Develop an Optional Program for OCC Participation in Bank-Run Pilots. While a regulatory "sandbox" is not expressly endorsed in the Framework, the OCC will "develop and implement an optional program for agency participation in bank-run pilots." The Framework does not provide specifics on the pilot program, and acknowledges that the proposal needs to be fleshed out further.

Improve OCC Staff Awareness. To address any potential knowledge gaps of OCC staff on innovations in FinTech, the OCC will develop materials for OCC staff that provide the "fundamentals of emerging products, services, processes, and technology," develop a process for reviewing and updating OCC training materials to address the changing trends and new products and services, and broaden the types of individuals the OCC recruits (such as individuals with engineering, advanced information technology, cybersecurity, and mathematical modeling skills). The OCC will also create a cross-functional Innovation Networking Group (e.g., field staff, examiners, and non-examiners) to identify OCC employees with interest or expertise in industry innovations, discuss trends in innovation within the federal banking system, share success stories, and consider emerging risks and opportunities.

Improve Timeliness and Transparency of OCC Decision-Making. The OCC acknowledges that a "[l]ack of transparency and timeliness in decision-making" was a consistent theme in the feedback the agency received. Commenters on the White Paper stated that "regulatory uncertainty, lack of transparency, and inconsistency deter innovation." To address this feedback, the OCC will "[e]stablish[] clear response expectations, time frames, and workflows" to provide "more consistent, transparent, and timely processes and facilitate disposition of inquiries and proposals." The OCC will also implement an inquiry and request tracking process.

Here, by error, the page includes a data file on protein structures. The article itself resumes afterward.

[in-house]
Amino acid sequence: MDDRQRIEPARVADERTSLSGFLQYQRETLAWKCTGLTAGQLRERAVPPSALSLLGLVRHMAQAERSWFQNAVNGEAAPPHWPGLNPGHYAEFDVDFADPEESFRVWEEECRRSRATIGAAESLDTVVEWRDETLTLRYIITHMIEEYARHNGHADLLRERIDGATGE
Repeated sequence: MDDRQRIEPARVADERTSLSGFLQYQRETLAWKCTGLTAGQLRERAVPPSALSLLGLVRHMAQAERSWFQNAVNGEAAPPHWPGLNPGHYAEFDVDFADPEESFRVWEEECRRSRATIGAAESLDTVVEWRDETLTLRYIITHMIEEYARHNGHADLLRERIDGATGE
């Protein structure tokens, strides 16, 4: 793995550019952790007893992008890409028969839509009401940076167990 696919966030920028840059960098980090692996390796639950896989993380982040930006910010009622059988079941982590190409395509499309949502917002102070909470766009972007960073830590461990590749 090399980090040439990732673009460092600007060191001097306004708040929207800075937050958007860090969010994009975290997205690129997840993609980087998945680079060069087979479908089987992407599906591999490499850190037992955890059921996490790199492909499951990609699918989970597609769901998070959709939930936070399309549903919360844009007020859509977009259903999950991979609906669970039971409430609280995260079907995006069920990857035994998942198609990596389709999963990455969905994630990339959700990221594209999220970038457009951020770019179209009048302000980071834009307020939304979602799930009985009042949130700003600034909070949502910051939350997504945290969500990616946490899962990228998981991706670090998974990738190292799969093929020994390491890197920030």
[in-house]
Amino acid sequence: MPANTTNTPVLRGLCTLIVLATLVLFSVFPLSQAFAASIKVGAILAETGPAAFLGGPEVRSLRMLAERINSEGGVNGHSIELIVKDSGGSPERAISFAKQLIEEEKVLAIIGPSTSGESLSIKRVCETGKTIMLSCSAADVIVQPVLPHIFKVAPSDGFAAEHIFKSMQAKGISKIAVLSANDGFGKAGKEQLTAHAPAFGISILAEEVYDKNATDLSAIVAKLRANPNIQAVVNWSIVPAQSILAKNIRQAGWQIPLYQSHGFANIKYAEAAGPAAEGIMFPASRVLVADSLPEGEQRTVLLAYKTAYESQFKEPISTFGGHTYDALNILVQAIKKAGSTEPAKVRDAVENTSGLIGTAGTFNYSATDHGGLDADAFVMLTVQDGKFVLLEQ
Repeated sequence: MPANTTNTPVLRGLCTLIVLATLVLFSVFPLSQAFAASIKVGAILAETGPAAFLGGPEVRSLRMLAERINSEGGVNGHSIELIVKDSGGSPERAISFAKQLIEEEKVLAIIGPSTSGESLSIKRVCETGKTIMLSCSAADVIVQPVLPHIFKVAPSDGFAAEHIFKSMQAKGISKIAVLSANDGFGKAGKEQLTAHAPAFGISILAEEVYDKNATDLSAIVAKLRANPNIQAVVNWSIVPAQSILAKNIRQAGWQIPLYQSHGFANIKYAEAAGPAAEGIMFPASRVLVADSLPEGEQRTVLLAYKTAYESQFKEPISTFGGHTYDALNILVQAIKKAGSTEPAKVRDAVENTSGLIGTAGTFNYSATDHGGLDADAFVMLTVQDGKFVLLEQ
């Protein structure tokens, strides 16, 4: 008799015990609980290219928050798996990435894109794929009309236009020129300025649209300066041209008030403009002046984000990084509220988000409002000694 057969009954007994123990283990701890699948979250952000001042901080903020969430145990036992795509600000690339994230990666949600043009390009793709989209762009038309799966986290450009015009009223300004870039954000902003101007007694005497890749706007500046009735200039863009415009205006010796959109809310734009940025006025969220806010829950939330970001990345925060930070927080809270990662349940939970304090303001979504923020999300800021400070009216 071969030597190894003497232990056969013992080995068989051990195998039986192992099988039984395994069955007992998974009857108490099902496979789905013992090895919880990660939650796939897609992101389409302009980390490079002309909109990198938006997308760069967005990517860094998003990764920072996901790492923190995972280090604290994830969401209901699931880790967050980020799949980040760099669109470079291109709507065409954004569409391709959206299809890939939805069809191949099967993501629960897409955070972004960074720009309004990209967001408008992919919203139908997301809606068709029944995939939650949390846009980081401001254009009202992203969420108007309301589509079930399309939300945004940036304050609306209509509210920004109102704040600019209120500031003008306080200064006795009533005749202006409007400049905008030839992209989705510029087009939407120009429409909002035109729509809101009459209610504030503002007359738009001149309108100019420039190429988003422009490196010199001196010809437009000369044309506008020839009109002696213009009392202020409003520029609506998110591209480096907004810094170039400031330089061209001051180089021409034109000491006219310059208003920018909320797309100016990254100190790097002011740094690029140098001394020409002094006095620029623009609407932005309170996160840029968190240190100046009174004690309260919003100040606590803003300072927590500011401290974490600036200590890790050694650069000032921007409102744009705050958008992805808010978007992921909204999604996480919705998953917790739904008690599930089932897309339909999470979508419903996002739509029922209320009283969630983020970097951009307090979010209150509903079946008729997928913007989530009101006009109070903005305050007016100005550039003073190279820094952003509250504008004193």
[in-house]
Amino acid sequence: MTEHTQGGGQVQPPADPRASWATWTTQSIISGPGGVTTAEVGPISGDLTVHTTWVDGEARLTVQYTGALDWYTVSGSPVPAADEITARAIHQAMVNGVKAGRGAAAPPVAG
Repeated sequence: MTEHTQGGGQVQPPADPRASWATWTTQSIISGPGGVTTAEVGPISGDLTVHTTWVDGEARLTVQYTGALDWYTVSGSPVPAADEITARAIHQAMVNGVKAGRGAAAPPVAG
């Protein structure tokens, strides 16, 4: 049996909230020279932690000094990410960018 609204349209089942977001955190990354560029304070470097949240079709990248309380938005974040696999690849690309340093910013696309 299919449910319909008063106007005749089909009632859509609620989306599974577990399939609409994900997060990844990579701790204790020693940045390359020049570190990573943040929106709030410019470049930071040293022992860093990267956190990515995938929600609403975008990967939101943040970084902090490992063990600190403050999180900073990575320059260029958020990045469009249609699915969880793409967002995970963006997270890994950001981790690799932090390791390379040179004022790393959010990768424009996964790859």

Conduct Research. In response to commenters' calls for real-time research and monitoring, the OCC will develop a research function within the Office to collect information on innovations and industry technology trends, analyze the effects of innovation on banks, bank segments, and the federal banking system as a whole and obtain information on consumer needs, demographics, and financial inclusion. The OCC recognizes that such a research function "could benefit the OCC by improving risk identification and understanding of industry innovations" and "benefit banks and fintechs that seek [the OCC's] views on issues and concerns."

Promote Interagency Collaboration. To enhance collaboration among domestic and international regulators, the OCC will leverage its existing relationships with other regulators, such as the CFPB and various working groups and committees within the Department of Treasury, to discuss industry innovation, share information and develop consistent approaches among regulators.

As noted above, the Framework does not address the concept of a federal FinTech charter, to which Comptroller Curry and others have often alluded. Comptroller Curry reportedly said that a potential charter was being reviewed separately from the Responsible Innovation Framework and that a decision on whether to propose a federal FinTech charter has not yet been reached. A paper on a federal FinTech charter is expected from the OCC later this year.